I have an appointment with the periodontist next month. I have to get my gums built-up before I get a permanent crown. Although I don’t have gum disease, it got me thinking about diabetes, as I had just read a study about the relation of gum disease and diabetes. Diabetes runs in my family. As I get older, I get more concerned about it and I try to take counteractive measures – exercise, low-sugar diet, and keep my weight low. Those precautions now include brushing my teeth twice a day and flossing – something I have always done, but now with more reason.
There are two types of gum disease, gingivitis and periodontitis. Gingivitis is the mildest form of gum disease. It causes gums to become red, swollen and to bleed easily. There is little or no discomfort at this stage. Gingivitis can be reversed with professional treatment.
Periodontitis on the other hand is not reversible and is subsequent to gingivitis. The chronic inflammation that occurs in periodontitis causes gums to separate from teeth, forming pockets that become infected.
Studies have long shown that having elevated glucose levels can increase the likelihood you will develop periodontitis. On the flip side, more recent studies show that the opposite is true as well, having gum disease can increase the risk for diabetes.
Having diabetes is a major risk factor for developing periodontal disease, especially when blood glucose isn’t well controlled. One large study found about 60 percent of people with diabetes have some evidence of periodontal disease.
According to researchers at Marquette University, periodontitis raises levels of inflammation of the gums. The cause of this inflammation, cytokines, can produce an insulin resistance syndrome that eventually can lead to development of diabetes.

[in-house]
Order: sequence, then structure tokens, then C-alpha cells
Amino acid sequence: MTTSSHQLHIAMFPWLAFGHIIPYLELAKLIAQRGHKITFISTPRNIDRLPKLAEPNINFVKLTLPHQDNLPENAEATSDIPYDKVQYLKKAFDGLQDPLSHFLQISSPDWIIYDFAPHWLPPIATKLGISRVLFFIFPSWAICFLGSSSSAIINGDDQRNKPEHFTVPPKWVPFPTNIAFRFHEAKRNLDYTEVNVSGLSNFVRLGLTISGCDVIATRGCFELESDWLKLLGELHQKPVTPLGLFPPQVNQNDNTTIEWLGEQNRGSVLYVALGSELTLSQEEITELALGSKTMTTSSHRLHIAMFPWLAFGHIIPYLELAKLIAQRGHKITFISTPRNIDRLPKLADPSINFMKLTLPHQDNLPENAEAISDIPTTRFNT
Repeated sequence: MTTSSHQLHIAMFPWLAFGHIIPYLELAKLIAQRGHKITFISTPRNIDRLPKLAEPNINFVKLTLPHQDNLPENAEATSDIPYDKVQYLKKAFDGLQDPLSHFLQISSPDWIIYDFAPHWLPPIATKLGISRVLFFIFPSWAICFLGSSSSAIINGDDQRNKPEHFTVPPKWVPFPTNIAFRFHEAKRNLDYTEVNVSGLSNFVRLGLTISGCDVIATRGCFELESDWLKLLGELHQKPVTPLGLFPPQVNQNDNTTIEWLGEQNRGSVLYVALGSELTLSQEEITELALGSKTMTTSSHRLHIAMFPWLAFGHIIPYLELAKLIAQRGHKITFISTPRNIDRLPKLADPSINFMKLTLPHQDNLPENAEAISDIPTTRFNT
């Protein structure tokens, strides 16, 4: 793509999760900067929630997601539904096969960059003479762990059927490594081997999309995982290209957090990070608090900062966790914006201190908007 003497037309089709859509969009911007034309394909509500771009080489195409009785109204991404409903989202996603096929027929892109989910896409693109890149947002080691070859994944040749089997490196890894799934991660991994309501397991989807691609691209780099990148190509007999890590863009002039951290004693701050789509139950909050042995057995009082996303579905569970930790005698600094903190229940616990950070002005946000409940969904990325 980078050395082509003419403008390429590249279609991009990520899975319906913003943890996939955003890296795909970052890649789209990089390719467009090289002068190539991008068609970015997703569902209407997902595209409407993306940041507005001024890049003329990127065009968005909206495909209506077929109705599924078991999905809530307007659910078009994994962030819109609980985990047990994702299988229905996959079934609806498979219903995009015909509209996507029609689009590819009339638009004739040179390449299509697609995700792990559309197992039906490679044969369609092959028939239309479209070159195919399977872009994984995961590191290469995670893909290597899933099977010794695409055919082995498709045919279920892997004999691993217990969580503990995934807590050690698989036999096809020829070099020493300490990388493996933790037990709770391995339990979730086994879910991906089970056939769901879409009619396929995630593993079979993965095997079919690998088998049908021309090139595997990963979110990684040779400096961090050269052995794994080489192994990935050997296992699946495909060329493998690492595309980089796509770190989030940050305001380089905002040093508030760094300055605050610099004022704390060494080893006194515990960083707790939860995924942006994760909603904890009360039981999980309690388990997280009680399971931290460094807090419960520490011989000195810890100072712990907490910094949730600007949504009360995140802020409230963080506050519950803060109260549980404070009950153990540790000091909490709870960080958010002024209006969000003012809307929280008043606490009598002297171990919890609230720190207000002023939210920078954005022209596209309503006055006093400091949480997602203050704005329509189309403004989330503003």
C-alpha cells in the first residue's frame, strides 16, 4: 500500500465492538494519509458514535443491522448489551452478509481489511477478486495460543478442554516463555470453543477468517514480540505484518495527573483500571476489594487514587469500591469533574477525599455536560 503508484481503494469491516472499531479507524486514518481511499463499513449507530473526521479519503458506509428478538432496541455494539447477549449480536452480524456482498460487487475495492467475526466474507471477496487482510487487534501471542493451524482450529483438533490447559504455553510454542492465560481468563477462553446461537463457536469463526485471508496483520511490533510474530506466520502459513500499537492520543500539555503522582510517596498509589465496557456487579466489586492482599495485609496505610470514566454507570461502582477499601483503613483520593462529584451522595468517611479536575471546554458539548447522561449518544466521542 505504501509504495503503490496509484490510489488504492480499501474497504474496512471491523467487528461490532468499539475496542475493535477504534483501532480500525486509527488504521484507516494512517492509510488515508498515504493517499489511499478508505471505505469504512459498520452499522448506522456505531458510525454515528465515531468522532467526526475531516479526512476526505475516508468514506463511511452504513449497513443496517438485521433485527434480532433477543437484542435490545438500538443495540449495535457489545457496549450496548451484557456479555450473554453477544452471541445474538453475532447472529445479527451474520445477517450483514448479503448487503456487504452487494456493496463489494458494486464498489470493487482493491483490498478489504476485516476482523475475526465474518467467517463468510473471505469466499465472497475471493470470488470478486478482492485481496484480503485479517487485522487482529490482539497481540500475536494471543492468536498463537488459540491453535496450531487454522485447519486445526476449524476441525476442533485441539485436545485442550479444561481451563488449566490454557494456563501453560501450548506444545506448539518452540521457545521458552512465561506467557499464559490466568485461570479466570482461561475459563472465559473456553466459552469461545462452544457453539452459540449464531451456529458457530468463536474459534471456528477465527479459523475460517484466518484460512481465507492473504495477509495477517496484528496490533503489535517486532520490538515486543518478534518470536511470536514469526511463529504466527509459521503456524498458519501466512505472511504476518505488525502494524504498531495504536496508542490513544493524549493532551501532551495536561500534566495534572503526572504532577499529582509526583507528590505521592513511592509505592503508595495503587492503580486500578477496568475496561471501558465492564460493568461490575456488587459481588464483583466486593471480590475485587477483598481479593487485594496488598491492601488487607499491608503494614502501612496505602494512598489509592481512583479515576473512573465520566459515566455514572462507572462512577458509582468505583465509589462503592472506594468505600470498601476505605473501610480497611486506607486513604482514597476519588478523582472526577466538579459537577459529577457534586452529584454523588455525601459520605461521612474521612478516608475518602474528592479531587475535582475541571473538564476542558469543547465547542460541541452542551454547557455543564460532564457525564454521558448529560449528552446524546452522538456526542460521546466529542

The Center of Disease Control and Prevention states that about half of the U.S. population has gum disease – and for people over 65 that increases. There are some things you can do to help keep gum disease at bay.
Here are some tips
- Brush and floss. The best way to prevent gum disease is to brush and floss regularly, but to get the best effects, you need to be sure you’re doing both correctly so you eliminate bacteria at the gum line and between teeth without harming the gums themselves. Check with your dentist or periodontist.
- Have regular checkups. Seeing a periodontist regularly is critical for adults since a periodontist has been trained to identify the early signs of gum disease even before they cause symptoms.
- Stop smoking. Smoking decreases circulation that helps keep gums healthy, and it’s also a primary contributor to gum disease.
- Watch what you eat. Eating a balanced diet with plenty of vitamins and minerals is important to keep the gum tissue healthy so it can support your teeth and ward off disease. Avoiding sugary snacks is also important since the bacteria that cause gum disease thrive on sugar.
- Chew sugar-free gum. When you can’t brush after a meal, chewing sugar-free gum can help promote the production of saliva so tiny food particles can be cleared away and your mouth’s healthy environment can be restored.
Keeping your gums healthy is just one way to fight against diabetes. No matter how you look at it, good dental care will improve your overall health. That is a good thing.